The writing in Becky’s New Car is very funny, the Bay Theatre actors very talented. Still, it’s all in service of making adultery funny and survivable with no damage done.
Becky — wife, mother and car dealership office manager — juggles work, family, a college son still at home. She’s content except for wondering if there’s more to life. One late night at the dealership Walter enters her life. He buys nine cars on the spot, assumes Becky is a widow — an impression left uncorrected — and becomes infatuated.
Here’s where the script gets tricky. Becky has a strong and loving relationship with her husband Joe. Yet she follows Walter’s lead and discovers the seductive lifestyle of the affluent. Soon an affair begins. What follows as Becky and Walter’s families intersect in myriad and overlapping ways leads to mistaken identities — until Becky is forced to choose the direction of her life.
The dialogue is laugh-out-loud funny as written; as interpreted by the actors, it gets even better. The entire cast can turn a line into a guffaw-getter with just an arched eyebrow, a sly glance to the audience or an unexpected inflection.
Director James Gallagher has paced the show well and makes the most of its style, which is to acknowledge the audience throughout, to speak directly to you — heck, even offer you beverages from the stage. By writing the script in this manner, author Steven Dietz makes the audience complicit in the action. But it is Gallagher who makes it work.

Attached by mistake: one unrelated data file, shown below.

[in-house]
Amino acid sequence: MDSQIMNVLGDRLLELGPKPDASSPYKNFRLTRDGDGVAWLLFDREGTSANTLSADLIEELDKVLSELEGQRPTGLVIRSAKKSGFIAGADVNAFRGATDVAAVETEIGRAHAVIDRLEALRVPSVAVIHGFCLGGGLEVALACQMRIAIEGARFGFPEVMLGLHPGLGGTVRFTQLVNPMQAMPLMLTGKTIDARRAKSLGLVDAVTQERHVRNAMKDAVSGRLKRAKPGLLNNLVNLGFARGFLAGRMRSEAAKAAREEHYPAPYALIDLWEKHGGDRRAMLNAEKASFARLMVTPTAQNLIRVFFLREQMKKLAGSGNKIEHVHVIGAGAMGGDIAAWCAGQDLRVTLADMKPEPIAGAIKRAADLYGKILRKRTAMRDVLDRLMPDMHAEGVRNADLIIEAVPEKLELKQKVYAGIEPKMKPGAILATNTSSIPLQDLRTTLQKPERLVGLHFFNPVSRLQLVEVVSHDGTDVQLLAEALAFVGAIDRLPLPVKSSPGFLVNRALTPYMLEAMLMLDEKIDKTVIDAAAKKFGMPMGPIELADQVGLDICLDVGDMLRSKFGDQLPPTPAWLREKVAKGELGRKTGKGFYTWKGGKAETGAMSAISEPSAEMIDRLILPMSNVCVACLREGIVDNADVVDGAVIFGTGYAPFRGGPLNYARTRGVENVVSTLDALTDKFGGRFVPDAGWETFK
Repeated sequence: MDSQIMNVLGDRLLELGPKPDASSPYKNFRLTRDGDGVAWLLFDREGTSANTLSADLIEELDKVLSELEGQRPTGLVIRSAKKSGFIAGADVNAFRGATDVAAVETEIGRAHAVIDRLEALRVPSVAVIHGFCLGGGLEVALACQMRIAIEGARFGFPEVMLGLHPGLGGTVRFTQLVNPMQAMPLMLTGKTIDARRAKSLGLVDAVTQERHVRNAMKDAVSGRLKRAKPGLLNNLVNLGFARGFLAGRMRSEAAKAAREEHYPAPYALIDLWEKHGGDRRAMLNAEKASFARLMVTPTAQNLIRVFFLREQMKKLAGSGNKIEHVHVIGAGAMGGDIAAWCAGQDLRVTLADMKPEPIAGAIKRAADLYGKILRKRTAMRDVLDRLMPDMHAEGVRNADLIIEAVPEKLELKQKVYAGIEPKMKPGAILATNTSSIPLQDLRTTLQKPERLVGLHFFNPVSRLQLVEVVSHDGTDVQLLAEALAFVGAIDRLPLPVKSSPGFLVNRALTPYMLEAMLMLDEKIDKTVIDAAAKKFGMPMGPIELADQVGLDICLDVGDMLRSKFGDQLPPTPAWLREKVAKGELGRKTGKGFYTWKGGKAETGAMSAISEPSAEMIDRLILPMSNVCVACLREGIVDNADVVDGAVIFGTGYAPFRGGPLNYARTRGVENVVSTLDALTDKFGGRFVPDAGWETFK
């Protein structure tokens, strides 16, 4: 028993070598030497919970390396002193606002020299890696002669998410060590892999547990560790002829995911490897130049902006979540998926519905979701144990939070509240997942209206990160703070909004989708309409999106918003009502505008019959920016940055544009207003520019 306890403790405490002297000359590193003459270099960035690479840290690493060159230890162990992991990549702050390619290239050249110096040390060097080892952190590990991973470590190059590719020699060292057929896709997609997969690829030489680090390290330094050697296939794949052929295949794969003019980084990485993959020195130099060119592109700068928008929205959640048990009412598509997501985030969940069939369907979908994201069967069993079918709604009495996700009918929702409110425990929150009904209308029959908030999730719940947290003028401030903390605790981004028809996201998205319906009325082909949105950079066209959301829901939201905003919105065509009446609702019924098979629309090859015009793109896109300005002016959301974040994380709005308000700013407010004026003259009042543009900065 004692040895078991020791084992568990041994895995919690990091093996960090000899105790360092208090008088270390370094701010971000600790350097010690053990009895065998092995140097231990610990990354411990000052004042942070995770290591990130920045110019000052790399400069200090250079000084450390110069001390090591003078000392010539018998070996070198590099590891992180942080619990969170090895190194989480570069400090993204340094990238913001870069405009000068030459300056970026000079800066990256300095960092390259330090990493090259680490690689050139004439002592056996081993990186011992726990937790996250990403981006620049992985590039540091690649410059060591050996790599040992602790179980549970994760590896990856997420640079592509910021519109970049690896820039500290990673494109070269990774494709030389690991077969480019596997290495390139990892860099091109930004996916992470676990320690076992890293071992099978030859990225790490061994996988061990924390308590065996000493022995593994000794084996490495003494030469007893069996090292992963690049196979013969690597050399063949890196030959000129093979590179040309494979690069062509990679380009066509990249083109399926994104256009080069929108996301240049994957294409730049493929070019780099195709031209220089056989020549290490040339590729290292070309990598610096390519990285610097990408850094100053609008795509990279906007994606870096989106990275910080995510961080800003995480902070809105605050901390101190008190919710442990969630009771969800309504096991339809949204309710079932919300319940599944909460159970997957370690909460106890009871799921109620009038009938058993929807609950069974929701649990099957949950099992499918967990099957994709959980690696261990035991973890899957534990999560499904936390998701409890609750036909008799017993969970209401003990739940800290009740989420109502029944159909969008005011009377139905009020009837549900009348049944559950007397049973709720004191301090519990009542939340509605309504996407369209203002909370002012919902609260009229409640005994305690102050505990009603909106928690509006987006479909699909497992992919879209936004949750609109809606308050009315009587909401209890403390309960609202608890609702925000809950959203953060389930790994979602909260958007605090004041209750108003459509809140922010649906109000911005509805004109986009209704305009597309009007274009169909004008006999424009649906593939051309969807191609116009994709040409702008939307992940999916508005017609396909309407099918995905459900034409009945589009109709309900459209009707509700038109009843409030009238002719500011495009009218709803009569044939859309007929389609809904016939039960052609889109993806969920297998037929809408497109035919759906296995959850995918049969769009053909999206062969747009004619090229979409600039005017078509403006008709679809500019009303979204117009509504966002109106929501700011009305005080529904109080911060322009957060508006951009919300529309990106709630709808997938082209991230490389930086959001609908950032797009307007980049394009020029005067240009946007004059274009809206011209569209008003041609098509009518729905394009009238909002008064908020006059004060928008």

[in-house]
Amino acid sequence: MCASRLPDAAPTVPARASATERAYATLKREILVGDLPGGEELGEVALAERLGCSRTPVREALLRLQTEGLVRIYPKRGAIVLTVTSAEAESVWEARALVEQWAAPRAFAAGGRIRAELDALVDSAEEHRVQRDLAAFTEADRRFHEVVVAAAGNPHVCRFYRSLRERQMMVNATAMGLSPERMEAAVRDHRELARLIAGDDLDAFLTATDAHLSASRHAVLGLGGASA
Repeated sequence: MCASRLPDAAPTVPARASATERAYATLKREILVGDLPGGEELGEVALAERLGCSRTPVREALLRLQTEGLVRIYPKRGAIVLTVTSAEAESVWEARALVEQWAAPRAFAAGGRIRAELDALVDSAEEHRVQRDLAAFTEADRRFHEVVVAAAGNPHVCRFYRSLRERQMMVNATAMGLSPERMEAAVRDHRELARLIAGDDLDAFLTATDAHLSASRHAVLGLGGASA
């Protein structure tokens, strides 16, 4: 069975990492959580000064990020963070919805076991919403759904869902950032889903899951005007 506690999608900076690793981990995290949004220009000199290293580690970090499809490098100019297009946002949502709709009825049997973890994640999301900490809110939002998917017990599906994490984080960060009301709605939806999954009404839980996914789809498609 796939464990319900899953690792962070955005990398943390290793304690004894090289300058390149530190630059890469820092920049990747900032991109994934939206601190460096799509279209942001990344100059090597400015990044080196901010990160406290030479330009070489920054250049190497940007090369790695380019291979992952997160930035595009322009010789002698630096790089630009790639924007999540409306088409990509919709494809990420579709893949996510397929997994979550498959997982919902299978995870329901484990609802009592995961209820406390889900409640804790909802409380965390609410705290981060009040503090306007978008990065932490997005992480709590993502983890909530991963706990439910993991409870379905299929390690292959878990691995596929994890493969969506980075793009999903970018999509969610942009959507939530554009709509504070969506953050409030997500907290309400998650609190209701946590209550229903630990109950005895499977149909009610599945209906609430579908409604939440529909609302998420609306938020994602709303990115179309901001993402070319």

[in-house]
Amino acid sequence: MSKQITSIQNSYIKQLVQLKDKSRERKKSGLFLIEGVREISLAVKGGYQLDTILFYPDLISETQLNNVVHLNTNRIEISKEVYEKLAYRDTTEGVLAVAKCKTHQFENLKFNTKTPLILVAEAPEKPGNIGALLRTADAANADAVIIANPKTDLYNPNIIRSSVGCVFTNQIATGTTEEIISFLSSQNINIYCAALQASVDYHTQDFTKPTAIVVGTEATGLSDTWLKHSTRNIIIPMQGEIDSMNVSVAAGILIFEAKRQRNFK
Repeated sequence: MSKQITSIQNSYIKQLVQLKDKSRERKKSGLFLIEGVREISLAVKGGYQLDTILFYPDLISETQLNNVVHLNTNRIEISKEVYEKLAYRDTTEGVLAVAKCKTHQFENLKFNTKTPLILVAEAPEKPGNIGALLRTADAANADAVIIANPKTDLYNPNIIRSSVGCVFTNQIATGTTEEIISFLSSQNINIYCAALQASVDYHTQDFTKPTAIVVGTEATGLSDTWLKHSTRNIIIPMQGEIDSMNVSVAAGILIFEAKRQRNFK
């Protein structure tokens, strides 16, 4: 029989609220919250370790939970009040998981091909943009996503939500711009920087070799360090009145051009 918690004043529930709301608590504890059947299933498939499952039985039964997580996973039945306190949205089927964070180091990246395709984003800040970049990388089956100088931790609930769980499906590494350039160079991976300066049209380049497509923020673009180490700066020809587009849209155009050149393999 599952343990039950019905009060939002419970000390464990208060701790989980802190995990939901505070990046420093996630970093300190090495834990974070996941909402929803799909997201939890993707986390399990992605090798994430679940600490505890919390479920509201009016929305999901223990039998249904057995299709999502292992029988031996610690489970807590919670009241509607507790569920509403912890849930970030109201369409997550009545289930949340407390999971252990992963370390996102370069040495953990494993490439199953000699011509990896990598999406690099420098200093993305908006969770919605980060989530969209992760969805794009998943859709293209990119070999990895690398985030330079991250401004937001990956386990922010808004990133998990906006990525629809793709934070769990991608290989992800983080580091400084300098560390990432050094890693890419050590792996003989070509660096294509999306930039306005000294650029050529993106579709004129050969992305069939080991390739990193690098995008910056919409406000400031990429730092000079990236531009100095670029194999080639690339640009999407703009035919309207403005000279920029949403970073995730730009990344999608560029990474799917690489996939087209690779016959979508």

Bay Theatre Artistic Director Janet Luby leads the strong cast. Her Becky is charming, befuddled and simultaneously horrified by her actions, as she seems unable to return to the comfortable, albeit boring, life she once had. Luby’s interactions with the audience are masterful.
As Walter, Jim Chance is a daffy, affluent, sweet character. He knows when to mug, when to fill the stage with a toothy grin and when to get the laughs by standing perfectly still.
Jim Reiter, husband Joe, has a less showy role and a harder one as the compassionate, hurt but unbelievably understanding husband. Reiter interestingly depicts his character as average and makes that a goal, not a settling point.
As son Chris, Davis Chandler Hasty has to transition from arrogant college student to infatuated lover, from grief to joy to confusion in rapid succession. He succeeds.
Nigel Reed plays Steve, a grieving widower and a car salesman. His Steve is a bit over the top, but so is the situation and character that Dietz has written for him. Thus actor and role mesh perfectly.
Elena Crall plays Kenni, Walter’s pampered but lonely daughter, with poignancy.
Alicia Sweeney plays Ginger, Walter’s formerly affluent friend now down on her luck. Sweeney is a master at taking a routine line, twisting it on its head and turning it into a laugh line.
Becky’s New Car has been offered throughout the holidays, in director Gallagher’s words, to inspire us to “learn to appreciate what we each have.” Here we have a new playwright and an ensemble having great fun — both providing us cheer.
Director: James Gallagher. Producer: Wendy Saulters. Stage manager: Katherine Kaufmann. Set designer: Ken Sheats. Lighting designer: Eric Lund. Costumer: Christina McAlpine. Props by Jo Ann Gidos.
Playing thru Jan. 8 at 8pm ThFSa at Bay Theatre Company, West Garret Building, 275 West St., Annapolis. $45 w/age discounts.: 410-268-1333; www.baytheatre.org.